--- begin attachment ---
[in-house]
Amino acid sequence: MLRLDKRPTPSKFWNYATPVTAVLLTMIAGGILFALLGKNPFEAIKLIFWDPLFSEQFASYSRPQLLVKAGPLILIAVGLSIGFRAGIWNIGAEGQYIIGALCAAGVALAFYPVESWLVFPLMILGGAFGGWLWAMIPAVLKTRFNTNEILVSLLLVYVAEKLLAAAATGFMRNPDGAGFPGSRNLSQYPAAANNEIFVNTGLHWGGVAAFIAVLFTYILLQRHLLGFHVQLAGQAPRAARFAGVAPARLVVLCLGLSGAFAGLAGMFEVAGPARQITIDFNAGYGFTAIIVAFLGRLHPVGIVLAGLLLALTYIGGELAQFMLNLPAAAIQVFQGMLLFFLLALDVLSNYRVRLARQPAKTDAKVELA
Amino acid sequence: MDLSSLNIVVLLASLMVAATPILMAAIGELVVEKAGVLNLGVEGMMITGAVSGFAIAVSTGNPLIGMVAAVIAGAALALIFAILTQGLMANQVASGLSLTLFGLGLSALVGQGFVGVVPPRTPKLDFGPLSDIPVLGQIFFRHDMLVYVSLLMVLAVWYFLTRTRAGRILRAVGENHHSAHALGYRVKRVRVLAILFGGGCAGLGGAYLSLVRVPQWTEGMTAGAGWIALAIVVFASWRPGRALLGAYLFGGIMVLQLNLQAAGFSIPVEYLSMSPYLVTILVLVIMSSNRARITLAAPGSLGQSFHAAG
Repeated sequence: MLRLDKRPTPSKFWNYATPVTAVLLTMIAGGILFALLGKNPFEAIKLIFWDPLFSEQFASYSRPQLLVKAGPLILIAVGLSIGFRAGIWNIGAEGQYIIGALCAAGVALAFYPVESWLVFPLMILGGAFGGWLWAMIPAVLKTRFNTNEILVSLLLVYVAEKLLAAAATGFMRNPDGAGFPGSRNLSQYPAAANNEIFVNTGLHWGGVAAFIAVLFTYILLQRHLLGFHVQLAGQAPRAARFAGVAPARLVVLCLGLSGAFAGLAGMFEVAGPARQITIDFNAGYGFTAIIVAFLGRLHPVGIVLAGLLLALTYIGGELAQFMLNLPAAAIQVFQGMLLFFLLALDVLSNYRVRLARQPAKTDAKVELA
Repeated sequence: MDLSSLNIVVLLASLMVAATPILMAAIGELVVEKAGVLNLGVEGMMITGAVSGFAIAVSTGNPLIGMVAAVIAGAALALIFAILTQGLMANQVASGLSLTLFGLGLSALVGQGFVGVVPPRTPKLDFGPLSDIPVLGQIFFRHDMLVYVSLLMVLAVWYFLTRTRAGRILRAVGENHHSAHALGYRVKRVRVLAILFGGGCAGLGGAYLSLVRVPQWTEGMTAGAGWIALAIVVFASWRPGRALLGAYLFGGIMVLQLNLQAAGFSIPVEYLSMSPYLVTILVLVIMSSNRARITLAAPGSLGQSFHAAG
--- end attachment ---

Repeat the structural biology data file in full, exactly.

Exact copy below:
[in-house]
Amino acid sequence: MLRLDKRPTPSKFWNYATPVTAVLLTMIAGGILFALLGKNPFEAIKLIFWDPLFSEQFASYSRPQLLVKAGPLILIAVGLSIGFRAGIWNIGAEGQYIIGALCAAGVALAFYPVESWLVFPLMILGGAFGGWLWAMIPAVLKTRFNTNEILVSLLLVYVAEKLLAAAATGFMRNPDGAGFPGSRNLSQYPAAANNEIFVNTGLHWGGVAAFIAVLFTYILLQRHLLGFHVQLAGQAPRAARFAGVAPARLVVLCLGLSGAFAGLAGMFEVAGPARQITIDFNAGYGFTAIIVAFLGRLHPVGIVLAGLLLALTYIGGELAQFMLNLPAAAIQVFQGMLLFFLLALDVLSNYRVRLARQPAKTDAKVELA
Amino acid sequence: MDLSSLNIVVLLASLMVAATPILMAAIGELVVEKAGVLNLGVEGMMITGAVSGFAIAVSTGNPLIGMVAAVIAGAALALIFAILTQGLMANQVASGLSLTLFGLGLSALVGQGFVGVVPPRTPKLDFGPLSDIPVLGQIFFRHDMLVYVSLLMVLAVWYFLTRTRAGRILRAVGENHHSAHALGYRVKRVRVLAILFGGGCAGLGGAYLSLVRVPQWTEGMTAGAGWIALAIVVFASWRPGRALLGAYLFGGIMVLQLNLQAAGFSIPVEYLSMSPYLVTILVLVIMSSNRARITLAAPGSLGQSFHAAG
Repeated sequence: MLRLDKRPTPSKFWNYATPVTAVLLTMIAGGILFALLGKNPFEAIKLIFWDPLFSEQFASYSRPQLLVKAGPLILIAVGLSIGFRAGIWNIGAEGQYIIGALCAAGVALAFYPVESWLVFPLMILGGAFGGWLWAMIPAVLKTRFNTNEILVSLLLVYVAEKLLAAAATGFMRNPDGAGFPGSRNLSQYPAAANNEIFVNTGLHWGGVAAFIAVLFTYILLQRHLLGFHVQLAGQAPRAARFAGVAPARLVVLCLGLSGAFAGLAGMFEVAGPARQITIDFNAGYGFTAIIVAFLGRLHPVGIVLAGLLLALTYIGGELAQFMLNLPAAAIQVFQGMLLFFLLALDVLSNYRVRLARQPAKTDAKVELA
Repeated sequence: MDLSSLNIVVLLASLMVAATPILMAAIGELVVEKAGVLNLGVEGMMITGAVSGFAIAVSTGNPLIGMVAAVIAGAALALIFAILTQGLMANQVASGLSLTLFGLGLSALVGQGFVGVVPPRTPKLDFGPLSDIPVLGQIFFRHDMLVYVSLLMVLAVWYFLTRTRAGRILRAVGENHHSAHALGYRVKRVRVLAILFGGGCAGLGGAYLSLVRVPQWTEGMTAGAGWIALAIVVFASWRPGRALLGAYLFGGIMVLQLNLQAAGFSIPVEYLSMSPYLVTILVLVIMSSNRARITLAAPGSLGQSFHAAG